The Northern Territory has a proud history of protecting its unique and special places. In 1889, Indian Island was the very first protected area to be declared within the Northern Territory. In 1924 Cobourg, now known as Garig Gunak Barlu National Park, was the first National Park in the Territory to be declared.
These days the Parks and Wildlife Commission NT manages over 85 protected areas on behalf of the Northern Territory Government. This includes National Parks, Nature Parks, Reserves (Historic, Conservation, Coastal, Hunting), Conservation Areas and Recreation Areas.
Management Plans and Strategies
The Parks and Wildlife Commission NT produce a range of management documents which provide direction on the protection of our park values. Management plans and strategies detail the objectives, goals and procedures for managing Parks over 1, 5 or 10 year timeframes.
Park plans and strategies include:
- Plans of Management
- Joint Management Plans
- Statements of Management Intent
- Tourism Development Plans
- Five-year Strategies (fire, feral animals, weeds)
- Annual Operational (Action) Plans
- Flood Plans
- Park Interpretation Plans
- Site Development Plans
- Management Strategies (e.g. Larapinta Trail, Jatbula Trail)
Parks and Reserves provide visitors with opportunities to enjoy the landscape and wildlife while learning about Park values. Involving the community in making management decisions for our Parks is considered vitally important.
There are different forums for community involvement in Parks. Informal committees have been established for a number of Parks and Reserves across the Northern Territory including:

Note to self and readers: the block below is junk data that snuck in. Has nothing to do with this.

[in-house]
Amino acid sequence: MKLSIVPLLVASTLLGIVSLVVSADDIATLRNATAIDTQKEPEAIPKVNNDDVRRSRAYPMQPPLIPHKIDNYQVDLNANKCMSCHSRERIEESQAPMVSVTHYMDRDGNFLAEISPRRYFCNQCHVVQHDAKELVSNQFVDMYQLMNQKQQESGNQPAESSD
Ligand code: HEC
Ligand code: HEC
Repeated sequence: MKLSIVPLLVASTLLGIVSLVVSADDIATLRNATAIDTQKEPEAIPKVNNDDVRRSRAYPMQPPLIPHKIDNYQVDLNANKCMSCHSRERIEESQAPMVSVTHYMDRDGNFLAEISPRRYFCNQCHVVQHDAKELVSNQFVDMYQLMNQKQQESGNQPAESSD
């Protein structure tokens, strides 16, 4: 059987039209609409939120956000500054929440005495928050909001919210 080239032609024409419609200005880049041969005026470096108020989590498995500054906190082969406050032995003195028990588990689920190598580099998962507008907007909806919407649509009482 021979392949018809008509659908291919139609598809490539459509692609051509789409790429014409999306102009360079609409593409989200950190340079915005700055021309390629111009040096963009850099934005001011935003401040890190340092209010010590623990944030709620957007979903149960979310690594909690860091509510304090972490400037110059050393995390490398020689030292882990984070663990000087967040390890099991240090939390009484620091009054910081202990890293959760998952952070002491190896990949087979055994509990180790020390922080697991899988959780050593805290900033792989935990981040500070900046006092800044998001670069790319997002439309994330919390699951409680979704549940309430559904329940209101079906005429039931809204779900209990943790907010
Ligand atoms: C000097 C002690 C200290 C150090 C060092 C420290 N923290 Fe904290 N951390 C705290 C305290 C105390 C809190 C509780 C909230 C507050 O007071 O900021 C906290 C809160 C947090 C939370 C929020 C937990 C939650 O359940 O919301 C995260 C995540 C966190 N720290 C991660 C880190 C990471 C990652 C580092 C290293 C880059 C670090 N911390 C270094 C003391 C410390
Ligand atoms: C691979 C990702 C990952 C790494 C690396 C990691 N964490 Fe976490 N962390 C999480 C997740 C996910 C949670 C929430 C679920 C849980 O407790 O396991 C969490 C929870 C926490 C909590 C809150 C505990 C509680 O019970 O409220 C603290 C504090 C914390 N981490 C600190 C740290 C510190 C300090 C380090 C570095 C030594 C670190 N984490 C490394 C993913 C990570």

Boards of Management
Joint Management has been occurring on some Northern Territory Parks for many years. Management decisions are made through a Board of Management or Local Management Committee, with representatives from the Parks and Wildlife Service and the Indigenous Traditional Owners as members on the Board or Committee.
Nitmiluk and Garig Gunak Barlu (Cobourg Peninsula Sanctuary) each have a Board of Management, while Djukbinj, Barranyi and Tnorala have Local Management Committees guided by legislation.
Joint Management Committees
Since 2005, 27 Parks have come under the Parks and Reserves (Framework for the Future) Act which sets out principles and objectives for joint management with Indigenous Traditional Owners. In 2012, 11 Parks have or are in the process of setting up Joint Management Committees.
Members of Joint Management Committees include Traditional Owners and Parks and Wildlife staff. The Committees provide a means for the partners to make decisions together on management of their Park. Meetings are generally held at least once per year and Land Council Joint Management Officers are in attendance to consult with the Traditional Owners and provide support
Involvement in Parks is encouraged wherever there is an interest in the community which is supportive of the ongoing protection of Park values.